Taking care of children's teeth sometimes seems like an almost superhuman feat. The popularity of children in all kinds of goodies, sweets and the not very widespread desire to brush their teeth certainly does not help to fulfill it.
Unfortunately, these habits, or rather bad habits, lead to the proliferation of harmful bacteria that can cause all kinds of problems. The most common is tooth decay. However, a disturbed balance of the oral microbiota, in which pathogenic microorganisms gain the upper hand, can also lead to other problems. Overgrowth of so-called chromogenic bacteria is – often in children – associated with the formation of dark spots on the surface of the teeth (so-called hyperpigmentation). An excess of yeast, especially of the genus Candida, in turn leads to an unpleasant infection called thrush or thrush (so-called candidiasis).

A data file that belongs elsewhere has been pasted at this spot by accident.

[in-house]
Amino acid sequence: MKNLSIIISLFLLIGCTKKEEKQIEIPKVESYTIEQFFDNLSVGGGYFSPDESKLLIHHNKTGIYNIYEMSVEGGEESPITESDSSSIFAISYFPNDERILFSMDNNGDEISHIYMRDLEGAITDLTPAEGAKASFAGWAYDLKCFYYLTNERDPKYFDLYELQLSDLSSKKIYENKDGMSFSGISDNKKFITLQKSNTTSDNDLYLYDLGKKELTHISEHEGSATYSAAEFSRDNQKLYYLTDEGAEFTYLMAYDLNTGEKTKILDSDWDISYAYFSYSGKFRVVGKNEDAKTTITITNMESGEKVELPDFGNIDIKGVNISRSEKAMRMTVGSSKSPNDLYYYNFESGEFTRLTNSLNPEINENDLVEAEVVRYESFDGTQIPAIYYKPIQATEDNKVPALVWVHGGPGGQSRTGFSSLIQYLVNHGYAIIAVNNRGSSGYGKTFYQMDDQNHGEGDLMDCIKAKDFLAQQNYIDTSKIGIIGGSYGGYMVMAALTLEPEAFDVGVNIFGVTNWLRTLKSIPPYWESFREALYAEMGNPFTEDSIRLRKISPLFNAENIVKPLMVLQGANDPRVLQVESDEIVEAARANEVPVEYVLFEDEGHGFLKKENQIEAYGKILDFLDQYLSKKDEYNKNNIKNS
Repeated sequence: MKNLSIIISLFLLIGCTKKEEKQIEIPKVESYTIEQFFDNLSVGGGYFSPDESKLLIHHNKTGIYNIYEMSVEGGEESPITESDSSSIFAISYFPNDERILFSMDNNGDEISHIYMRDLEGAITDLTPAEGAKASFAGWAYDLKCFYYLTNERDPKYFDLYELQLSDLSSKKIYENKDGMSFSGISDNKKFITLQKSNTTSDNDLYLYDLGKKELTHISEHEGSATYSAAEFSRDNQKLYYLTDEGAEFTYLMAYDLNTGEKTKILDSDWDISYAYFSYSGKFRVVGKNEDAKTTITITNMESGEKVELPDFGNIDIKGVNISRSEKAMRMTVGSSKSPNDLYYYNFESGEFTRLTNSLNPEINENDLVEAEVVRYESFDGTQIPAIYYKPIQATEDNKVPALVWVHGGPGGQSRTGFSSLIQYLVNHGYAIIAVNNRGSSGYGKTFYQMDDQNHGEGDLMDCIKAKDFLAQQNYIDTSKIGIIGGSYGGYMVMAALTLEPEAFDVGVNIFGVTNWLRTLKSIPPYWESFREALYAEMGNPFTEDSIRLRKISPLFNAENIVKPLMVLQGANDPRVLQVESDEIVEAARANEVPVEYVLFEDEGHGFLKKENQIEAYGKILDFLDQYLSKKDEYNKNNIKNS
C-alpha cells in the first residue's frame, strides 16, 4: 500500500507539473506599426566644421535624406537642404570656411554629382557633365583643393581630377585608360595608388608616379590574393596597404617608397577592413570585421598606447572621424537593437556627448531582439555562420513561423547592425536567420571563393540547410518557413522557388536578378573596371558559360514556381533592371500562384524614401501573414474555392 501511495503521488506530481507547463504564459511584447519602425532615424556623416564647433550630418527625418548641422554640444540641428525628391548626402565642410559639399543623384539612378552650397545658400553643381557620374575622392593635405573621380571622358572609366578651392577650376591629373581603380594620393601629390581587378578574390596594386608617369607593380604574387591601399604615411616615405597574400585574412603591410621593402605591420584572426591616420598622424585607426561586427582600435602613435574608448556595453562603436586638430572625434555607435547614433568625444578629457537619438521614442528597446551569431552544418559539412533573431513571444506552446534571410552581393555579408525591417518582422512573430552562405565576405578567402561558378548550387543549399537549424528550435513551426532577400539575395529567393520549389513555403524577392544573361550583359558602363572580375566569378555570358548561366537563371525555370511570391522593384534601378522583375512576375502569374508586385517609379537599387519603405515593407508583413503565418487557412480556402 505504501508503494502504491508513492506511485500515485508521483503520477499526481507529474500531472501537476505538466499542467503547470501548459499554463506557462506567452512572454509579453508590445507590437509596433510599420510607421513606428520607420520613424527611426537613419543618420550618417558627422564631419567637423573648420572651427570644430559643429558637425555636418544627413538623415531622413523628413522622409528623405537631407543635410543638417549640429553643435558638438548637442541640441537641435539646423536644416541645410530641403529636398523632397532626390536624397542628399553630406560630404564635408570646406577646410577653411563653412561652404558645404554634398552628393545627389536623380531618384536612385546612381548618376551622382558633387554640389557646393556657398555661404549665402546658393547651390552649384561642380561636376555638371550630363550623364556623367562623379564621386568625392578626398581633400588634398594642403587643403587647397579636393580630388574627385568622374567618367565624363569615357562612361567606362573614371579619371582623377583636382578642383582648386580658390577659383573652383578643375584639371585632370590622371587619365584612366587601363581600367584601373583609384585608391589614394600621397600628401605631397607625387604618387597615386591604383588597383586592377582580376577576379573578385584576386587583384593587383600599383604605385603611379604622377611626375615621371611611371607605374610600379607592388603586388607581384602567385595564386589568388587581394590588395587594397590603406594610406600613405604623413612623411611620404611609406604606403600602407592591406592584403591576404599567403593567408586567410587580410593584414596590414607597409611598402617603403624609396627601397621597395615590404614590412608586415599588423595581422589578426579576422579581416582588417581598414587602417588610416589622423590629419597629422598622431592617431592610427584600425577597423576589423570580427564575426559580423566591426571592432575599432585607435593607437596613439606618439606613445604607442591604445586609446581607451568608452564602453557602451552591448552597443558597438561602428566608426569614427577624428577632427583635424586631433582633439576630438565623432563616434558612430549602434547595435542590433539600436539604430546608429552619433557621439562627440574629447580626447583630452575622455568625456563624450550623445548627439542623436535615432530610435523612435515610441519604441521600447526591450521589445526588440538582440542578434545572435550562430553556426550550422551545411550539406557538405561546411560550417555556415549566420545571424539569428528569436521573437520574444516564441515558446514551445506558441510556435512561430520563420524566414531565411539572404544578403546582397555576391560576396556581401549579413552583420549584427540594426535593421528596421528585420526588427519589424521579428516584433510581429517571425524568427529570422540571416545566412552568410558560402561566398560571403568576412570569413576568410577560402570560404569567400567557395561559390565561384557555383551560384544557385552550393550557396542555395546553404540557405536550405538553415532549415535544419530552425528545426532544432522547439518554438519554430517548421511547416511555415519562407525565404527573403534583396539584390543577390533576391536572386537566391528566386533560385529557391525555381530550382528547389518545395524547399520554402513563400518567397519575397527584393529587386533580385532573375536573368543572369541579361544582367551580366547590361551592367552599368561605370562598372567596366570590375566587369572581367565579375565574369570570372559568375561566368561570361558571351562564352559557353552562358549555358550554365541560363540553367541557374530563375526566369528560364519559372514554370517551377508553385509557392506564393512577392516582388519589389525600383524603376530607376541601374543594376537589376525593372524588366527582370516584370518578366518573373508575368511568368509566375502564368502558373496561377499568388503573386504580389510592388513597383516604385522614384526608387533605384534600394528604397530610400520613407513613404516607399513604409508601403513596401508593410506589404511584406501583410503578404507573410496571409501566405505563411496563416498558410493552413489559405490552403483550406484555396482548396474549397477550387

A tiny hole in the bilge can sink an entire ship!
Tooth decay is one of the most common childhood diseases. Snacks between larger meals, sweets and irregular or imperfect dental hygiene (related to, for example, the presence of fixed braces) damage the natural oral microbiota, which leads to an overgrowth of pathogenic acid-producing bacteria, e.g. Streptococcus mutans (S. mutans). A high concentration of S. mutans in the oral biofilm (plaque) represents a major risk factor for the development of dental caries.
60-90% of all school-aged children suffer from tooth decay